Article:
Protests occurred in southern Syria on Thursday as anger grows at the government over the dire economic situation.
Residents of Suwayda and surrounding areas protested against poor living conditions in the country. The demonstrators blocked roads, burned tires and chanted anti-government slogans, the UK-based Syrian Observatory for Human Rights reported.
Reuters reported that hundreds of people participated in the protests. The unrest was specifically motivated by rising fuel prices, according to the outlet.
Most residents of Suwayda are members of the Druze religious minority. The area is under the control of Syrian government forces.
Background: Syria’s economy is struggling. The country has been ravaged by the civil war that began in 2011. Corruption, poor governance and harsh Western sanctions have also added to the economic misery. On Tuesday, the Syrian pound fell to a new all-time low of 15,000 pounds to the dollar. The country is also experiencing high inflation, and the economy was further battered by the deadly earthquakes in February.
President Bashar al-Assad doubled public sector pay in a decree on Tuesday. The same day, the Ministry of Commerce lifted subsidies on petrol (gasoline) and partially lifted subsidies on fuel oil. As a result, the price of one liter of gasoline rose from 3,000 Syrian pounds to 8,000 pounds. The price of a liter of fuel oil rose from 700 pounds to 2,000, according to Agence France-Presse.
The government has been lifting various subsidies in the past year in an effort to improve the state’s deficit. The resulting price increases have led to protests throughout the country recently, according to The Associated Press.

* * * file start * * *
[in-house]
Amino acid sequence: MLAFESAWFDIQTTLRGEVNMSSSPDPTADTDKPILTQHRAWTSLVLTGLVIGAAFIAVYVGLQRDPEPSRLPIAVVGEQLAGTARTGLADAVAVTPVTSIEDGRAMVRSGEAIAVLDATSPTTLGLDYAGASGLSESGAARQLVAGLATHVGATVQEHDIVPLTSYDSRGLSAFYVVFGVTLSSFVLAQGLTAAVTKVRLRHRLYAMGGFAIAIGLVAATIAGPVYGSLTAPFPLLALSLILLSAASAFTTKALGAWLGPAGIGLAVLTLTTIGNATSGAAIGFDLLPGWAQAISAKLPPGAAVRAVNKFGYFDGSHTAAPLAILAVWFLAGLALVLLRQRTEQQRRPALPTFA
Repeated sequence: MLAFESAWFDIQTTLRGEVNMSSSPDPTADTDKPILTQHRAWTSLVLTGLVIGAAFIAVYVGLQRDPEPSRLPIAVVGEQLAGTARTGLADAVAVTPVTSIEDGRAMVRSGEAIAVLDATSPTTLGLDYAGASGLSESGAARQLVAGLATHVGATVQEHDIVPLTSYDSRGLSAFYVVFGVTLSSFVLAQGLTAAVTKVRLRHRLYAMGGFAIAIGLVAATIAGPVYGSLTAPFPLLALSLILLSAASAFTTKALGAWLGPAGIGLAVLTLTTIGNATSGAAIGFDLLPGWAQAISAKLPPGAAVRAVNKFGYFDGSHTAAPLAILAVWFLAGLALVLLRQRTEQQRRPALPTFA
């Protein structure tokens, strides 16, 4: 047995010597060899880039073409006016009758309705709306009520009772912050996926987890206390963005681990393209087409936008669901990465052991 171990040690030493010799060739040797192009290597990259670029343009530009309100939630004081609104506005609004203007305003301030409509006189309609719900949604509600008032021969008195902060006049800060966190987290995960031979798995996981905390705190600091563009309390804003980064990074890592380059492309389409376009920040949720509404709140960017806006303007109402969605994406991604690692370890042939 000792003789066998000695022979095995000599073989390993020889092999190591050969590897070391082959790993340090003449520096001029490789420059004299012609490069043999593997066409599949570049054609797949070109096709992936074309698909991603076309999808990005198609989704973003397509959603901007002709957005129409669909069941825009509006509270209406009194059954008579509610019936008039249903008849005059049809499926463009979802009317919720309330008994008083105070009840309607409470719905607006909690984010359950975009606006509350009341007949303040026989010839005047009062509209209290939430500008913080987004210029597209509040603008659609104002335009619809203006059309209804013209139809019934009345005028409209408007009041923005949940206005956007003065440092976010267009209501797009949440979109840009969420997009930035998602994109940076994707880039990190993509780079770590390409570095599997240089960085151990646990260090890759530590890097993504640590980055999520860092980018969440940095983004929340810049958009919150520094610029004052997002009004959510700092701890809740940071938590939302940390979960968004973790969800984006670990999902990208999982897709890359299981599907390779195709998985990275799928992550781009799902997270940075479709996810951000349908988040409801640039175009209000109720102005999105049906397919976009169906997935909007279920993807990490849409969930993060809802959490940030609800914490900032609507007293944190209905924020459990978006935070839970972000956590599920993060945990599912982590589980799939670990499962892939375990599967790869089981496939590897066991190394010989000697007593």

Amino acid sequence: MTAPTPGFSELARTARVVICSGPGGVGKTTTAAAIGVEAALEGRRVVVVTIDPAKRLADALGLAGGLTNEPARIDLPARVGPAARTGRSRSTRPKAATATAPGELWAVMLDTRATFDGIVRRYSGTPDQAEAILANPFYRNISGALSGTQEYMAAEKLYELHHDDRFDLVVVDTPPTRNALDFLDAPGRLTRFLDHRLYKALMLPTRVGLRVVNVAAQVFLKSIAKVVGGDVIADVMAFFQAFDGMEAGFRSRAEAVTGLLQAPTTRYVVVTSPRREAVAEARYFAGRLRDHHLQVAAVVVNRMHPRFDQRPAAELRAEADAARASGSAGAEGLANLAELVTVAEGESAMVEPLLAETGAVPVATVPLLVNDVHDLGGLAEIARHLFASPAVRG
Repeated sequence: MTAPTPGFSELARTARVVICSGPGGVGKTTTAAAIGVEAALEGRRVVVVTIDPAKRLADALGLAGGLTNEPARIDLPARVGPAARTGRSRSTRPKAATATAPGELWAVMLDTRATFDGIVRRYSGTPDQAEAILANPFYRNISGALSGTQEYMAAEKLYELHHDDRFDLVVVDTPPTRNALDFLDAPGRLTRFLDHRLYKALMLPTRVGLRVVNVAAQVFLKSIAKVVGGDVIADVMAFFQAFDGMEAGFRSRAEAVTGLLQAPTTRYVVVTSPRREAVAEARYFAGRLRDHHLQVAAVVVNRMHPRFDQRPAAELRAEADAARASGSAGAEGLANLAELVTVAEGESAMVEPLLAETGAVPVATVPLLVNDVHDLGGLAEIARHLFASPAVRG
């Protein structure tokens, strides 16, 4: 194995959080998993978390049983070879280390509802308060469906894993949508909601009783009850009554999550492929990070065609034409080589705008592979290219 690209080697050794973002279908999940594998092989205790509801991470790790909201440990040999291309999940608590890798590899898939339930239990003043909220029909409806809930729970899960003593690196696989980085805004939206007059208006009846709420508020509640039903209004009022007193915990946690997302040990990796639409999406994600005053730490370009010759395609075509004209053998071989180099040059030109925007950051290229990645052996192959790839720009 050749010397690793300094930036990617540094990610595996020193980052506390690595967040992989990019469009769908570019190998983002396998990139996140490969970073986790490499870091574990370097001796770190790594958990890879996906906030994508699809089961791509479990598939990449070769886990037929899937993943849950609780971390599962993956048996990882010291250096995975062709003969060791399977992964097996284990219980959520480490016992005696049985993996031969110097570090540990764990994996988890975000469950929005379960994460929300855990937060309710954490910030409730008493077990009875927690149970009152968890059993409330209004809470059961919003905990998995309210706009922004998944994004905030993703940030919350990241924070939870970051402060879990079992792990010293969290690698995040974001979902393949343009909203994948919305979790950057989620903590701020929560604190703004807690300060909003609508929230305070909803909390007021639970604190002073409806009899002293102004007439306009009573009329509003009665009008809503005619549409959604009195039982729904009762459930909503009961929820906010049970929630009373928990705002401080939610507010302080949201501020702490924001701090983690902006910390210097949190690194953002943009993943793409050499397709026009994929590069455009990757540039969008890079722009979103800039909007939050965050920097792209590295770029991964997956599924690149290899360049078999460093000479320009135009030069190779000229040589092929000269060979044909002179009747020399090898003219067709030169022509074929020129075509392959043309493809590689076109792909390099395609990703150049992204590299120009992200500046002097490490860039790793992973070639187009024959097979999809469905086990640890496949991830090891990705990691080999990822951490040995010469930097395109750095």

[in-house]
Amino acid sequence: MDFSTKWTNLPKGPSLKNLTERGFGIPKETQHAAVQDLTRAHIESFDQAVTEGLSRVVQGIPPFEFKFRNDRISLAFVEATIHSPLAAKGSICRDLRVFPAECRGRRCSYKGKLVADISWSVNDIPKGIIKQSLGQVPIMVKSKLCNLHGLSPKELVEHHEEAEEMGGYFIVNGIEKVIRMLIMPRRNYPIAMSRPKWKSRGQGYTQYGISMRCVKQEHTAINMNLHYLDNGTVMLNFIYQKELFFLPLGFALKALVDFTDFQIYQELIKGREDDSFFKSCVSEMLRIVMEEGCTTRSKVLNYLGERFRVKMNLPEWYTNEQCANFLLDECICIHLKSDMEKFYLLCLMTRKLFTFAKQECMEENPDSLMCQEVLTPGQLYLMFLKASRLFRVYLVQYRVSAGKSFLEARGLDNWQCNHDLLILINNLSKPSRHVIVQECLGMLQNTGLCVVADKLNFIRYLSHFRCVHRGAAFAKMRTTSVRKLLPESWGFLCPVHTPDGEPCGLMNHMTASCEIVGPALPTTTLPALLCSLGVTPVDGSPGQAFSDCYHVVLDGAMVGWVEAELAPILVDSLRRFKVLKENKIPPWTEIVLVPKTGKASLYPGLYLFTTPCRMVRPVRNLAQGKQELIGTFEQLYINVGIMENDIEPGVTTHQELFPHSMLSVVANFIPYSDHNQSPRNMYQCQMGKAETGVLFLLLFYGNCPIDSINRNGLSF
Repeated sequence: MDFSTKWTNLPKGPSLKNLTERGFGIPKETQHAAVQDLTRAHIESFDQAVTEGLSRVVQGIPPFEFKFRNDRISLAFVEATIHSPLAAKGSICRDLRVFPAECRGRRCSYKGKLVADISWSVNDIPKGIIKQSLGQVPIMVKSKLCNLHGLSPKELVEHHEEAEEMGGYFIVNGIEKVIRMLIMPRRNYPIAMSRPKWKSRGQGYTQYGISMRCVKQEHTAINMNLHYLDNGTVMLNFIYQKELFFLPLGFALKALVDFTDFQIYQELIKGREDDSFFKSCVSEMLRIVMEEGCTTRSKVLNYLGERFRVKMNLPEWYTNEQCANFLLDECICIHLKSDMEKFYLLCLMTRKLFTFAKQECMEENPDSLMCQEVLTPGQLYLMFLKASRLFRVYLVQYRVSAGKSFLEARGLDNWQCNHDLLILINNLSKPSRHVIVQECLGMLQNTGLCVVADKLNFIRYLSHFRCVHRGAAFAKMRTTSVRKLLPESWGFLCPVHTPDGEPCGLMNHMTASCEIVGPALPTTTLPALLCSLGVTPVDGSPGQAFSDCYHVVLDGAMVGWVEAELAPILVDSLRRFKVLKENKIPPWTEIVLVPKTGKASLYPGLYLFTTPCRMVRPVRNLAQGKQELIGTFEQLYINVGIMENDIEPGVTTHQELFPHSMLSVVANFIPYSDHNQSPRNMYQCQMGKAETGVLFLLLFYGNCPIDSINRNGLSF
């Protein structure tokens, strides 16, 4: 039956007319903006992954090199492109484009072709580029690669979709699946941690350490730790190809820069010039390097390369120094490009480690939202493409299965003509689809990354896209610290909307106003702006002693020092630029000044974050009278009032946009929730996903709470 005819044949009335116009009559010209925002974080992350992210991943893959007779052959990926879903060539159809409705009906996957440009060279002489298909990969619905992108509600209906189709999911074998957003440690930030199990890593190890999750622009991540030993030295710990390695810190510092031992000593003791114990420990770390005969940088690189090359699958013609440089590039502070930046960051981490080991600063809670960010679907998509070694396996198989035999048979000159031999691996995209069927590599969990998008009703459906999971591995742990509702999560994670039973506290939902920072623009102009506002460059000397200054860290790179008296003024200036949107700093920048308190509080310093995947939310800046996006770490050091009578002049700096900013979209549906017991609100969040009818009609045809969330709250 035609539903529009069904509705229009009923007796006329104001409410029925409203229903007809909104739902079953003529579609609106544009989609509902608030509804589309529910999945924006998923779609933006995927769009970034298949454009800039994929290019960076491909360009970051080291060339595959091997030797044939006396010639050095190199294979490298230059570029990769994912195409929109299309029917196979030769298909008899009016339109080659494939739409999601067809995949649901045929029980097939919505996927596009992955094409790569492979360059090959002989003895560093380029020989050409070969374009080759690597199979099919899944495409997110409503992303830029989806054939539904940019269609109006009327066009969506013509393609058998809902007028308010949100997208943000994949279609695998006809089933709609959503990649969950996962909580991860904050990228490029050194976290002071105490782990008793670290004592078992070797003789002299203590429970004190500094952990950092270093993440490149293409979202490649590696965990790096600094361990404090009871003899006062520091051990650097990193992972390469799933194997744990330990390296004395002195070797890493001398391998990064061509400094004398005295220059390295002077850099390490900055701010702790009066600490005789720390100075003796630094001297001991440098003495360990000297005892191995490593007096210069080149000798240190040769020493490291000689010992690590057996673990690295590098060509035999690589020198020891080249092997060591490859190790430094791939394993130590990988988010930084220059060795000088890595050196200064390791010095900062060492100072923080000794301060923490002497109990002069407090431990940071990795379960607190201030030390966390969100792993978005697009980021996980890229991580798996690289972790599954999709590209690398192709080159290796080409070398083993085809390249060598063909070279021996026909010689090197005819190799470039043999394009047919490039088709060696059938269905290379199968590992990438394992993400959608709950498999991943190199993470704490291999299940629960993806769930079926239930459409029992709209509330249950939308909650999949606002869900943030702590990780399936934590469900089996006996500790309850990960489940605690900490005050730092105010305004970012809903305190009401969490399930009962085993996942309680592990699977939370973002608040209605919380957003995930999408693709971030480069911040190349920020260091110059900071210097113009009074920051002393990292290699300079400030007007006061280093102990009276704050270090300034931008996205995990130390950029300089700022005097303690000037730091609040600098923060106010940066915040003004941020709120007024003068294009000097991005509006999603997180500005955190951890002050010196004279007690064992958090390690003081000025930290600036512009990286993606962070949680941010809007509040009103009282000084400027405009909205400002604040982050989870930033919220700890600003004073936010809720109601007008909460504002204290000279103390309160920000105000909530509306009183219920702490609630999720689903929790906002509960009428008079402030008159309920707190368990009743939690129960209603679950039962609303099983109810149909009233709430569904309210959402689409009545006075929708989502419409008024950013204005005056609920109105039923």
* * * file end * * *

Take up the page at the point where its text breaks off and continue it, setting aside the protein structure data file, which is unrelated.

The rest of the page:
Why it matters: The protests are significant because they are taking place in government territory. The Assad government and its allies have retaken most of the country from rebel groups, and protests in the areas it controls are relatively rare. The Syrian civil war began in 2011 when the government violently cracked down on protesters.
Protests have occurred in Suwayda in recent years, however. There were anti-government protests in the city in 2020 and 2022.
The poor economic situation also shows the limits of Syria’s reintegration into the Arab world. Syria was readmitted into the Arab League in May after being booted out in 2011 in response to the civil war.
Syria has been hoping for financial assistance from the Gulf on the backdrop of this. However, Saudi Arabia and the United Arab Emirates have been focused on humanitarian aid, not helping the Syrian economy, according to a Tuesday report from the Middle East Institute.